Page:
Universities and businesses are not the only beneficiaries of the increasing academia-industry collaboration. Students also benefit, finding themselves better prepared to compete in the real world.
When John Hepburn began his academic career as a chemistry professor and researcher at a top Canadian university in the early 1980s, most of his colleagues steered clear of collaborating on projects involving private companies. “Certainly in the physical sciences, there was a feeling that it was second-rate to deal with industry,” recalls Hepburn, who is internationally renowned for his work in laser spectroscopy, laser chemistry and quantum control of atoms and molecules. “The idea was that professors were there to teach and do basic research, not to help companies earn profits,” he says.
But times have changed. Formerly the dean of sciences, Hepburn is now vice-president, Research & International, at Vancouver’s University of British Columbia, Canada. He spends much of his time working on and/or promoting more than 900 research projects per year that the school and his academic colleagues there engage in with industry and government partners. “There are still some faculty members who think working with industry cheapens their role,” says Hepburn. “But they are a small minority, and their numbers are dwindling.”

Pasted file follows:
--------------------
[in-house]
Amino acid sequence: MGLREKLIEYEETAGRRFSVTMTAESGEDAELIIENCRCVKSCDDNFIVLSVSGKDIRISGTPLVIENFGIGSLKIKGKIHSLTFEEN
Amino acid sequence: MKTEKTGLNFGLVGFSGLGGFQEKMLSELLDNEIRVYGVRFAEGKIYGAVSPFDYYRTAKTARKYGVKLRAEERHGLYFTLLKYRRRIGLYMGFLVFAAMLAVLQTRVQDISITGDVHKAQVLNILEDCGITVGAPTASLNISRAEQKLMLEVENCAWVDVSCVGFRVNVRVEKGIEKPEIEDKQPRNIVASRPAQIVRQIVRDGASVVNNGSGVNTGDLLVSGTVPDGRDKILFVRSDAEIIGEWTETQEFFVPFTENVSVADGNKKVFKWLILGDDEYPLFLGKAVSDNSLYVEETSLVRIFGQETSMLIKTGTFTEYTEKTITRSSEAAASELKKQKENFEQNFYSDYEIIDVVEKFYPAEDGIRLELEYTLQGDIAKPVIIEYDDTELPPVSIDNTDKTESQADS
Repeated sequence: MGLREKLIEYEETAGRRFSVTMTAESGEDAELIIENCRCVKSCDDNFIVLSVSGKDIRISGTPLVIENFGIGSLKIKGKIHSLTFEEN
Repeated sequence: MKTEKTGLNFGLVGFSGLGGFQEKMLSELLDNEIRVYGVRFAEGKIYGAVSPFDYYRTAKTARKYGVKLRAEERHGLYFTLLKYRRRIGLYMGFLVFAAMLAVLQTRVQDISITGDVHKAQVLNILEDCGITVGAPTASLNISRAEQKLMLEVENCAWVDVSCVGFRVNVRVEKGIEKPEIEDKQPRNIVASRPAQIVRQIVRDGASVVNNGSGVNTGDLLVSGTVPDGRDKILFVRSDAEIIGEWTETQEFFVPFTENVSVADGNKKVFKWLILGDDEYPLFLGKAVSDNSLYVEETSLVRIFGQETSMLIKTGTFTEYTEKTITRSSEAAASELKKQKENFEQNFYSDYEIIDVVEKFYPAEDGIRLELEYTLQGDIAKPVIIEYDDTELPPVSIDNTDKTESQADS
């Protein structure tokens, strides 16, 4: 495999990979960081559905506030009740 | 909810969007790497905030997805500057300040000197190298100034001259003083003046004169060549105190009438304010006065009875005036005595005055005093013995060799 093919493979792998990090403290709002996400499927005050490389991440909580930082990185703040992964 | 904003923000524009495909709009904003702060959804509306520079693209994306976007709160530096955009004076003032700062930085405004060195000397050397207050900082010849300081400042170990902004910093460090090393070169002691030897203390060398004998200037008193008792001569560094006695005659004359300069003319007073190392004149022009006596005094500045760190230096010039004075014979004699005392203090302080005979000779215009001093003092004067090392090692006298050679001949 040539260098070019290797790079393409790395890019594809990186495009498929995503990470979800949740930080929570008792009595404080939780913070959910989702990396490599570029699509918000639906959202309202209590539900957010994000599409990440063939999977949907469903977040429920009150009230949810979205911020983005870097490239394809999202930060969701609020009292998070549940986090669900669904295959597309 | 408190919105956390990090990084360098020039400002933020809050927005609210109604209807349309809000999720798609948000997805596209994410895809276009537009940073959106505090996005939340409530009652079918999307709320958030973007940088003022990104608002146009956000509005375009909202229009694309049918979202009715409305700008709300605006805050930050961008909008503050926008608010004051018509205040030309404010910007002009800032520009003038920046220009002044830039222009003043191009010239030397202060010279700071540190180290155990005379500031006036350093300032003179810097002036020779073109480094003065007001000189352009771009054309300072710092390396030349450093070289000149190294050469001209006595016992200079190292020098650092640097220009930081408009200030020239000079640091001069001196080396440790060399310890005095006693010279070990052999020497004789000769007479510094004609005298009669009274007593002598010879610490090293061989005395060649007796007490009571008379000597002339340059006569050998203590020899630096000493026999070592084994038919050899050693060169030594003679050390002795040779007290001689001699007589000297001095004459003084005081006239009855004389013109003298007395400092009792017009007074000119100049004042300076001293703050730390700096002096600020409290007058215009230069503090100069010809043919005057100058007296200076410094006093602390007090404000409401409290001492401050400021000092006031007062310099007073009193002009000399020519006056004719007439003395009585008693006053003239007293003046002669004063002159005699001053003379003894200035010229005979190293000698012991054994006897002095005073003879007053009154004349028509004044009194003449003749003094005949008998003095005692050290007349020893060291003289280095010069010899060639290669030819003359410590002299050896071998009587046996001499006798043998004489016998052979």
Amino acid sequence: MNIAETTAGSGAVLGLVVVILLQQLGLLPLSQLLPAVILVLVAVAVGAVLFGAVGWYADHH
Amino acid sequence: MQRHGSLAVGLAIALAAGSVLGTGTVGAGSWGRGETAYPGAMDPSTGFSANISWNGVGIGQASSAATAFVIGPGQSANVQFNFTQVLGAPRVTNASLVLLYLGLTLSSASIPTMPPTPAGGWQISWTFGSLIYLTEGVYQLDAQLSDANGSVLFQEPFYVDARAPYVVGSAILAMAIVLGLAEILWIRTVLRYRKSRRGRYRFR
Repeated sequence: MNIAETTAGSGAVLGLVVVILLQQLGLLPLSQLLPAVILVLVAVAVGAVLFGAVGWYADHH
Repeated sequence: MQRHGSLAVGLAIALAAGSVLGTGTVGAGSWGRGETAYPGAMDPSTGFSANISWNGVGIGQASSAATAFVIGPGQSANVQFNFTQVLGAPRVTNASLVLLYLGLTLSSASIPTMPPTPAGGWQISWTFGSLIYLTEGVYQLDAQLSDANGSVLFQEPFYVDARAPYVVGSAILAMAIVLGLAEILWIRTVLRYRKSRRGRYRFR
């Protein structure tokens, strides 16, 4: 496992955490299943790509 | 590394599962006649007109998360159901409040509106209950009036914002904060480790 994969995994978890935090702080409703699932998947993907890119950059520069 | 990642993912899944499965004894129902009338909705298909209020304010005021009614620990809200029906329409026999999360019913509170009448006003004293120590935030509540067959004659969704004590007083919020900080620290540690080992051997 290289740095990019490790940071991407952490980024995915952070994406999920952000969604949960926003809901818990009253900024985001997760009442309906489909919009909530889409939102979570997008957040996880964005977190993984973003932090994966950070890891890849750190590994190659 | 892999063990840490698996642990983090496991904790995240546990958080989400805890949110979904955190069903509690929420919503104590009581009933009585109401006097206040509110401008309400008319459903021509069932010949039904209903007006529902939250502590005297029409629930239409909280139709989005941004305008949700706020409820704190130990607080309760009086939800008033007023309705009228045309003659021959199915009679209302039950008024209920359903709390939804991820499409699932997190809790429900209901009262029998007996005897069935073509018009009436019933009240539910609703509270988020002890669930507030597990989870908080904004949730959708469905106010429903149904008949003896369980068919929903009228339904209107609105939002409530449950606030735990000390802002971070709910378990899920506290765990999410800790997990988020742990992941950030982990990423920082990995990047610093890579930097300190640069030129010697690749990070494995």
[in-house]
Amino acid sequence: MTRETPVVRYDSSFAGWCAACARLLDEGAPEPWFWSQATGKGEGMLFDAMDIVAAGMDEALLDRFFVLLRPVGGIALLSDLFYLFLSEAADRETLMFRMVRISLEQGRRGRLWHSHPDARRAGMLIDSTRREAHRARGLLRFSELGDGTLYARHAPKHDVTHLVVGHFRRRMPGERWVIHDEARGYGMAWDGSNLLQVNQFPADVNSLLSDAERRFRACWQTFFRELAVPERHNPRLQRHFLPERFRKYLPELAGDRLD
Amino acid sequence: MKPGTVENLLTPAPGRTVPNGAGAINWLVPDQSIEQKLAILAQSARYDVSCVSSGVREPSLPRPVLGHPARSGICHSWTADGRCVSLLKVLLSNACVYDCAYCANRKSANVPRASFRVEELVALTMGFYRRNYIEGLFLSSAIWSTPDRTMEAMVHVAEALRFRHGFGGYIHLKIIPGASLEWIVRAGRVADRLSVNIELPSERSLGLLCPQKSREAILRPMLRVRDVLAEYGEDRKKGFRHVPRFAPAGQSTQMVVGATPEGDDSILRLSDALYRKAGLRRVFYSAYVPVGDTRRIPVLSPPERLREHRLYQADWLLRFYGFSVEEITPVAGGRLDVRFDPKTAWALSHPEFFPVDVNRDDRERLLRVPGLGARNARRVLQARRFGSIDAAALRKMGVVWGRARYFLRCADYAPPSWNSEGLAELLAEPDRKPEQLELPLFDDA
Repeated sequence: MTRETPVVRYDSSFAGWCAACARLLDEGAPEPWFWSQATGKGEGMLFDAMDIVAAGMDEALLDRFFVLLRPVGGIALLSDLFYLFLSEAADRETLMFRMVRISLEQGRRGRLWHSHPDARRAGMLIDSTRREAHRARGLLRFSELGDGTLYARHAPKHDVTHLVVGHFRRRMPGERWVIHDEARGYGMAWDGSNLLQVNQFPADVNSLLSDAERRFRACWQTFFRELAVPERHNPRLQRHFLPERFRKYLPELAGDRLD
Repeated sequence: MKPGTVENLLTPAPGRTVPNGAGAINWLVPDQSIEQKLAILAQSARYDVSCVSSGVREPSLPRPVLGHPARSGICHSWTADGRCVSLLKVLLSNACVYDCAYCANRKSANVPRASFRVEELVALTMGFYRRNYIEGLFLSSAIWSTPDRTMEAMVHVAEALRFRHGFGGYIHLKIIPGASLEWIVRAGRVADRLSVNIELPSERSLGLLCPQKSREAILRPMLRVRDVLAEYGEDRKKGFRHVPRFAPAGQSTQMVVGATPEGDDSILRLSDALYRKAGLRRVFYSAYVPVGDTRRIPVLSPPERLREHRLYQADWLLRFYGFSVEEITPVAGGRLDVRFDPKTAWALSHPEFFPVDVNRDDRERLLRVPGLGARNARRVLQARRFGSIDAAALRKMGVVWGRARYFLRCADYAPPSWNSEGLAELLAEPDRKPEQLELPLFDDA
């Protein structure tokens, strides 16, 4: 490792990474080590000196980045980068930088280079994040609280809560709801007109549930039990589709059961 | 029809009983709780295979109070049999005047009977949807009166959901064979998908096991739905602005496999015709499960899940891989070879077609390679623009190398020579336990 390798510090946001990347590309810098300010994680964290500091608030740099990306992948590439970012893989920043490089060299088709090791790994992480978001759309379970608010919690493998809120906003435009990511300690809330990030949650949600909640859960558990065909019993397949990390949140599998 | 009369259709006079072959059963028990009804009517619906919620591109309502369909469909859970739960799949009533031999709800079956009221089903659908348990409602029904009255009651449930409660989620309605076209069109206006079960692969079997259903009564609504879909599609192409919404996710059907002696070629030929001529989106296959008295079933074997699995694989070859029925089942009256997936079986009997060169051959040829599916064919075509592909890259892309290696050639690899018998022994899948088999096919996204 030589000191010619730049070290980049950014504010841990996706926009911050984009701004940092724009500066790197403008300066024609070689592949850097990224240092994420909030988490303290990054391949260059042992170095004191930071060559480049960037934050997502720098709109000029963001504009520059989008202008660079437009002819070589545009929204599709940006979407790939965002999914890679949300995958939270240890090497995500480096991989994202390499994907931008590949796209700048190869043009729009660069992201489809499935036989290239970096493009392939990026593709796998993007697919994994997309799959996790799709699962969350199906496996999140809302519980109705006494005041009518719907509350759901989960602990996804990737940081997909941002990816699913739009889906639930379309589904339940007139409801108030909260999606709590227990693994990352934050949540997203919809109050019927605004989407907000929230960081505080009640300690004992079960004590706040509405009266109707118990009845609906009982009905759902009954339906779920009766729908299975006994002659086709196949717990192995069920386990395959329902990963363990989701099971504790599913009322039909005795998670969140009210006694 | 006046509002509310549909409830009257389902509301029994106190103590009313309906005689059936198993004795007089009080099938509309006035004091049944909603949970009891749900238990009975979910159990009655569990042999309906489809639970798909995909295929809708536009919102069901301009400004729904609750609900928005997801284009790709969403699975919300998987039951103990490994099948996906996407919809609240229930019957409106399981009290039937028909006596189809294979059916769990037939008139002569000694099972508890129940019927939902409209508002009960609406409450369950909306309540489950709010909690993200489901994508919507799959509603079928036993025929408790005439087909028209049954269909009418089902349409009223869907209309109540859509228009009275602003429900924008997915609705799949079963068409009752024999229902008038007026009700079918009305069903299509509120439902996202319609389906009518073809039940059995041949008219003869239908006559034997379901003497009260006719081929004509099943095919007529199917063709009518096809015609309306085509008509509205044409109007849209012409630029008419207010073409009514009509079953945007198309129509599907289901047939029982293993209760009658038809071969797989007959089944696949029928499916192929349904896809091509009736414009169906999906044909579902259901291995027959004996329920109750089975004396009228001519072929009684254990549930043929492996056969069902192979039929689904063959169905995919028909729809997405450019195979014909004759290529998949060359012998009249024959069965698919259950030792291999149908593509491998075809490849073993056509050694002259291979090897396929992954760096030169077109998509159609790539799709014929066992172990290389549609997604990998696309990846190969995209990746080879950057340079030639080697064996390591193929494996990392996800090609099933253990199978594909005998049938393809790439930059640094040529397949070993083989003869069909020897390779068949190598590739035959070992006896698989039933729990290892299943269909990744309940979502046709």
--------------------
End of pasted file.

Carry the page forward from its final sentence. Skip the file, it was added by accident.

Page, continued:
And that trend isn’t confined to Canada. Around the world, universities and academics are shedding their ivory-towered images and collaborating with government and businesses in research projects and research centres devoted to everything from agriculture, biotechnology and chemistry to computer science, engineering and medicine. While that has raised some ethical concerns about the role of universities and the goals of academic research, there is much evidence to suggest that people everywhere are benefiting from the practical applications that have occurred as a result.
Nowhere is the merging of basic and applied research proving more helpful to humankind than in the field of health sciences. Universities and academics everywhere are now working closely with biopharmaceutical and biotech companies of all stripes and sizes to help discover, design and develop new and improved drugs, machines, techniques and therapies that can be used to treat what the World Health Organization calls “high burden” diseases such as cancer, infectious and cardiovascular diseases.
“In our ageing society, the number of patients with these chronic diseases is growing, and there is a need for more effective pharmacological treatments,” reads the website of the world-famous Leiden University, where Albert Einstein was working in the early 1920s when he learned that his theory of relatively had been confirmed. Already renowned for helping companies develop drugs such as the new peptide vaccine for human papillomavirus-induced cervical cancer, academics at the centuries-old Dutch school are now pooling their expertise with other private and public research groups in the new Leiden Center for Translational Drug Discovery & Development. “This alliance,” notes the school, “provides opportunities for innovative drug research that are unique in Europe.”